Opinion by Dick Kaser: Business as Usual

This year’s gathering of the database and search industry in London leaves me puzzled about how the industry is doing.

On the trade show floor, there was certainly not the doom and gloom of a few years ago, when, whispering in the aisles, some vendors were actually confiding to me that they wondered if the industry would survive another year.

But neither was there a great buzz, as in many years past, about the next new thing that had come along and how everybody was getting on the ball about it.

In some respects the quiet was somewhat reassuring.

The fact that there was not much new on the show floor and no real surprises on the conference program may not be all that significant. Can anything bad be said about an industry that appears this year to be operating calmly and conducting business as usual?

In my posts to this blog, I’ve noted that some of the big players seem to have new branding strategies, which as minor a story as it was, was the biggest story I could find.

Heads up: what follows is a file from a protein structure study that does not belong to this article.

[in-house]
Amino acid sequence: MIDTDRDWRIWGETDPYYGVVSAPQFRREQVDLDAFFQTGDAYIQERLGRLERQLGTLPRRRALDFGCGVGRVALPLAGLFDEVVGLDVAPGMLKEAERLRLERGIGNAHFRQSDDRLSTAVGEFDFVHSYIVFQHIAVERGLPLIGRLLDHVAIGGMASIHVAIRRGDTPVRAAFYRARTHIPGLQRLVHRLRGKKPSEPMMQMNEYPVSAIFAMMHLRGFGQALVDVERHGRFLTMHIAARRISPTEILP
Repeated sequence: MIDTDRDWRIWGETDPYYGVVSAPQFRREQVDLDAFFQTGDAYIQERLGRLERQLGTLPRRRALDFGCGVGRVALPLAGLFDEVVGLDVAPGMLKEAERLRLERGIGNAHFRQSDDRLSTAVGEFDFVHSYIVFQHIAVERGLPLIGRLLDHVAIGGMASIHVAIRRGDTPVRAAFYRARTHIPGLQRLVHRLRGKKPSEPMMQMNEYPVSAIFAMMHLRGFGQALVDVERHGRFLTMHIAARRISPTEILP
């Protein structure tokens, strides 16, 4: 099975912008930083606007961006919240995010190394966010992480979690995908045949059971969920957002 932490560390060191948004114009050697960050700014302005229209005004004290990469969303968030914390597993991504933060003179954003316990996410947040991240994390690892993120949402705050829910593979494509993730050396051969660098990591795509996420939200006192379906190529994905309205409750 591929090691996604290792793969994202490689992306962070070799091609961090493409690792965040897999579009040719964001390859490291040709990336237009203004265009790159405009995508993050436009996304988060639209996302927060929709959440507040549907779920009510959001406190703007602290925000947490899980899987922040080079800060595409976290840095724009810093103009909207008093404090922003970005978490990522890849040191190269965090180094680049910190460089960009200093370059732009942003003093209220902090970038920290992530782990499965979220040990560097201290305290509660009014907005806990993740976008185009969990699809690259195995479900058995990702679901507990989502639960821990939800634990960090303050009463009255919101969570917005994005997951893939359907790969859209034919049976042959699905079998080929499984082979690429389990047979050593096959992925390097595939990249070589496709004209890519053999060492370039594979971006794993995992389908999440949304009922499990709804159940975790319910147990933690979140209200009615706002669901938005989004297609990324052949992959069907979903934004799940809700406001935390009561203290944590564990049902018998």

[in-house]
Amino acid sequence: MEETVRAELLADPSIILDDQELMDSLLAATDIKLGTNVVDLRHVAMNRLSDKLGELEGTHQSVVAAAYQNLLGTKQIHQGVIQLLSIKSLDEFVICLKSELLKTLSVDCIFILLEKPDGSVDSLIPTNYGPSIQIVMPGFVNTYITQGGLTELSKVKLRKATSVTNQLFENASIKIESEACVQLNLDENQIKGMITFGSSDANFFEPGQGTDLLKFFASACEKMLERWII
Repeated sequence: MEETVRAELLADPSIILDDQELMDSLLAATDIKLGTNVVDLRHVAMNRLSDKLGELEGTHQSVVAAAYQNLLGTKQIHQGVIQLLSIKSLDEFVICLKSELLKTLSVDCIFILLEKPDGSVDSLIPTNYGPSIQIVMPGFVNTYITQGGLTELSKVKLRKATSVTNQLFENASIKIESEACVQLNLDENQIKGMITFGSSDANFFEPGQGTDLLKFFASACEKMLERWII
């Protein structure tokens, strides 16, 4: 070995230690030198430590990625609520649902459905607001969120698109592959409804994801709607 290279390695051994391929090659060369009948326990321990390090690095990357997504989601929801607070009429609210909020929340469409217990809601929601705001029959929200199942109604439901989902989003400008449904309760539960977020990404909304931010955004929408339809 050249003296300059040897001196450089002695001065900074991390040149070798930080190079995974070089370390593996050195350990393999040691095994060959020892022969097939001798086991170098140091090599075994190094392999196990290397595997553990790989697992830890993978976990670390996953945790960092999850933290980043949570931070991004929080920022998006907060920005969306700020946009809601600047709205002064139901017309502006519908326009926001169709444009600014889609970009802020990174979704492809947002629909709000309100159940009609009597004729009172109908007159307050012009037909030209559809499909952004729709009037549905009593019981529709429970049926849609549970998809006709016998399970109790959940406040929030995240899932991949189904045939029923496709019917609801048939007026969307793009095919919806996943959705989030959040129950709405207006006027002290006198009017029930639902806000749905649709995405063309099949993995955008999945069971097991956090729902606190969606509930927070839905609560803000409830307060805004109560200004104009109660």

The fact that some old, familiar brands have changed over to more corporate-level names may only reflect the natural merger of assets that were acquired in the past. That the merger comes 10 years or more after the corporate acquisition of some of these companies would seem, however, to have, have to have been motivated by something.

It could reflect contracting markets, I suppose. But it could also imply a corporate desire to realize some new synergies and make the enterprise as a whole better able to respond to changing market conditions and current customer demands. For want of a definitive answer, I will assume it’s a little of both, with the emphasis on the latter.

Uncertainty about the impact that Google (and Yahoo! and MSN) will ultimately have on both publishers and libraries still exists here, but not at the knee-jerk level we saw six months ago. Even the topic of Open Access to the scholarly literature is not raising as many eyebrows. And blogs, including this one, are by now old hat, with the only question remaining how to best employ blog and related platforms in the workplace.

Could it be that after so many years of travail, angst and trauma, the industry has returned to a new normalcy? Is the silence that seems to emanate from the hall this year the sound of an industry that once shaken-up has finally settled down? Or was it—dare I suggest?—simply the dread silence that precedes a perfect storm?

Thanks for joining us. See you again next time.

Dick Kaser
ITI V.P., Content

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